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How to Prewash Your Fabric


Prewashing is basically washing your fabric before you start cutting or sewing. That’s all there is to it!

Fabric to be prewashed


I recommend always washing your fabric before using it. Doing so eliminates the fabric’s finishing chemicals, which can irritate people with sensitive skin. You’re also reducing the chance that your fabric will shrink the first time the finished garment is washed.


To avoid shrinkage! There’s nothing worse than seeing your beautifully finished project come out of the wash shrunk. Luckily, you have control of the shrinkage if you wash the fabric before cutting.

To remove sizing and finishing. After fabric is dyed, chemicals are used in the finishing process, including sizing, a substance that adds stiffness and smoothness. It’s nice to wash the chemicals out of the fabric before you start working with it, especially if you have sensitive skin. On the other hand, these finishing chemicals are there to stabilize the fabric and might make it easier to work with, so your fabric might have more drape and softness after washing.

To prevent bleeding. Fabrics like denim or dark fabrics are heavily dyed, and it can take several washes to get out the extra dye. That extra dye can rub off or “bleed” on to other fabrics. Without prewashing, these fabrics can stain your undergarments, your furniture and even your skin! Denim fabrics, dark navy and black fabrics and red fabrics are prone to bleeding and should definitely be prewashed.

To make it clean. If you’re not particular about used fabric, buying fabric from thrift stores and online is a great and eco-friendly way to go. Vintage and pre-loved fabric may smell musty from storage, so give it a wash so it’s fresh to work with.


The general rule is to wash your fabric the same way you would wash the finished garment. If you plan to machine wash and dry your finished garment, then do the same to the fabric. That way the fabric won’t shrink or change after the garment is washed.

Another theory is to wash it harder than you’d wash the finished garment. Even if you’re going to handwash your finished garment, there’s a slight chance someone might toss it in the dryer accidentally and shrink it. If you wash and dry the fabric beforehand, then the shrinkage will happen before you sew up your project.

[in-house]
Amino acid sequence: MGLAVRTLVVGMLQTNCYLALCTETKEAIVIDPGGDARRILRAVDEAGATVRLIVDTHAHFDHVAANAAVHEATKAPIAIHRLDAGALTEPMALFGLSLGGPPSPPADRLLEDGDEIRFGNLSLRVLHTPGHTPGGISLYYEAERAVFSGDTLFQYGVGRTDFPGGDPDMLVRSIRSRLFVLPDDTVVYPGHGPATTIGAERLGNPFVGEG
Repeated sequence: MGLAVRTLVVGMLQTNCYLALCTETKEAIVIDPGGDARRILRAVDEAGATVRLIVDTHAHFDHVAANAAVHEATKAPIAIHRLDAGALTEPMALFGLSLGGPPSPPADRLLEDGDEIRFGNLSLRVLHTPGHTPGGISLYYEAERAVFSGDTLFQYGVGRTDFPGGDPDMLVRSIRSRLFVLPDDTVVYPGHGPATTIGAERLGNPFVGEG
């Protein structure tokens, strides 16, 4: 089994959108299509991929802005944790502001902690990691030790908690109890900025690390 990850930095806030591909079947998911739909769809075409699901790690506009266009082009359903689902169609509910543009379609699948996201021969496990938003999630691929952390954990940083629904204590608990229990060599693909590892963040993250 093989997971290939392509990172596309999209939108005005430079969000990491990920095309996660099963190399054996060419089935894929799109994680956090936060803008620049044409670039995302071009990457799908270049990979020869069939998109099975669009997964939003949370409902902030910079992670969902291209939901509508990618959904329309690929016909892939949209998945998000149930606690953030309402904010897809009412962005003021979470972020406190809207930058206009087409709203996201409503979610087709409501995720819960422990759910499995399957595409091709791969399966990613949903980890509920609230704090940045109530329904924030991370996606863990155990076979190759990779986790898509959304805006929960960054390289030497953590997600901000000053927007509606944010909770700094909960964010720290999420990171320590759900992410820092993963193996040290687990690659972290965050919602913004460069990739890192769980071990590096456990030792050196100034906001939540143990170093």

One last thing to consider: Prewashing may change the feel and the drape of your fabric. Crisp fabrics like taffeta or linen may become soft and limp. If you’re unsure, cut a large swatch (8″ × 8″ [20.3cm x 20.3cm]) and wash the swatch separately first, to see how washing will affect the fabric.

Prewashing cotton fabric

  • Always prewash cotton fabrics! Cotton will soften up a little after washing, plus it’s the most likely fabric to shrink later.
  • For cottons, including denim, consider washing your fabric harder than you normally would. This means hotter temperatures than you might normally use, a more vigorous wash cycle and a hot dryer even if you might hang the garment to dry.
  • For heavy cottons or denim, or when making garments where an exact fit is required, prewash your fabric more than once. Have you ever had a pair of pants that kept on shrinking each time they were washed?
  • Rayon/viscose is very similar to cotton (both are plant based), so I treat them the same way. Rayon can shrink as much as cotton, and some rayons will shrink more! However, many rayon garments are dry-clean only. You may choose to always dryclean the finished garment. Types of rayon fabric include bamboo, tencel and modal. Look for care instructions on the bolt of fabric and take note for your sewing projects.

Prewashing wool fabric

Most garments made of wool fabric are going to be dry-cleaned and not machine washed. How do you account for shrinkage? Here are some ideas on how to pretreat your wool fabric.

  • Steam it. Working from end to end, hover the iron over the fabric and apply steam. Repeat until you’ve covered the entire length of the fabric.
  • Get it preshrunk by a dry cleaner. You may be able to ask your local dry cleaner to preshrink your wool yardage. This is costly, but it reduces the chance that your finished wool garment will shrink and become unwearable.

Prewashing silk fabric

Silk fabrics are delicate, so handle with care. Silk can be washed, but it will often change the texture and sheen of the fabric. You can cut and sew it unwashed, knowing that you’ll have to dry-clean the finished garment. If you’d like to be able to wash the finished garment, try handwashing a tiny piece and see how it turns out. Silk may get softer, more wrinkled and less shiny after it’s washed, so you might not like how it looks. Or you might love it, and then you will be able to wash the finished garment.

Prewashing polyester, nylon and synthetic fabrics

  • While synthetic fabrics are unlikely to shrink, you might want to prewash polyester and nylon fabrics regardless to remove any chemicals and to freshen them up if they’ve been in storage.
  • Polyester dries really quickly, so you won’t have to put it in the dryer very long, if at all. Polyester comes out of the washer just about dry!

Tips + Notes

Source : The Sewtionary An A to Z Guide to 101 Sewing Techniques + Definitions
About the Author : Tasia ST. Germaine